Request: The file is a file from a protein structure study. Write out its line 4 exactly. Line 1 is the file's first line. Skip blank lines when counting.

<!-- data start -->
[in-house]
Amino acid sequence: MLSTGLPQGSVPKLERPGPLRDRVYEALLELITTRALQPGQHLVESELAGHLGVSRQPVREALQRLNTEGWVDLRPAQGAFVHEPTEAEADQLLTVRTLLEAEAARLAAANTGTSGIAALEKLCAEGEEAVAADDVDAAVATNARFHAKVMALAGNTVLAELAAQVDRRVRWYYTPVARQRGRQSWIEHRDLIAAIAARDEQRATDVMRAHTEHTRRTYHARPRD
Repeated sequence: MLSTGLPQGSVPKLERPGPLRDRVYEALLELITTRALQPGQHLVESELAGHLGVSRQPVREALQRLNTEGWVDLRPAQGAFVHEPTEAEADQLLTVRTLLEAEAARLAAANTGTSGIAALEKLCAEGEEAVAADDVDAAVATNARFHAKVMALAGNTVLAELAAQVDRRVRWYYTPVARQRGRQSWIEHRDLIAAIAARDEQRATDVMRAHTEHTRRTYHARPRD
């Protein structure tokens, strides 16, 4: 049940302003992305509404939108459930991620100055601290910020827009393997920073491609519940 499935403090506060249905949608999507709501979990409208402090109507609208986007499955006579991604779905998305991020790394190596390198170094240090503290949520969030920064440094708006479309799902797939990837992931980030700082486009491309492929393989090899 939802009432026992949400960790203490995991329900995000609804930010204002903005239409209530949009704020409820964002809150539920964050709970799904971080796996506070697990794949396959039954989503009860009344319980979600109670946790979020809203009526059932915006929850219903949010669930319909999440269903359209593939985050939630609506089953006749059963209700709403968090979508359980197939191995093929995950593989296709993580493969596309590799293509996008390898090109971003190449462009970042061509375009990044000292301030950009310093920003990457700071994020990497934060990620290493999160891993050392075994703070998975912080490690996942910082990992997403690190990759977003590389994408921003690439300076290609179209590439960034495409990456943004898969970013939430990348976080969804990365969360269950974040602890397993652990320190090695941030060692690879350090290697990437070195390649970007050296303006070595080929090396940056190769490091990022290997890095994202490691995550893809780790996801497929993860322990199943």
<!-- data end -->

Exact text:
């Protein structure tokens, strides 16, 4: 049940302003992305509404939108459930991620100055601290910020827009393997920073491609519940 499935403090506060249905949608999507709501979990409208402090109507609208986007499955006579991604779905998305991020790394190596390198170094240090503290949520969030920064440094708006479309799902797939990837992931980030700082486009491309492929393989090899 939802009432026992949400960790203490995991329900995000609804930010204002903005239409209530949009704020409820964002809150539920964050709970799904971080796996506070697990794949396959039954989503009860009344319980979600109670946790979020809203009526059932915006929850219903949010669930319909999440269903359209593939985050939630609506089953006749059963209700709403968090979508359980197939191995093929995950593989296709993580493969596309590799293509996008390898090109971003190449462009970042061509375009990044000292301030950009310093920003990457700071994020990497934060990620290493999160891993050392075994703070998975912080490690996942910082990992997403690190990759977003590389994408921003690439300076290609179209590439960034495409990456943004898969970013939430990348976080969804990365969360269950974040602890397993652990320190090695941030060692690879350090290697990437070195390649970007050296303006070595080929090396940056190769490091990022290997890095994202490691995550893809780790996801497929993860322990199943």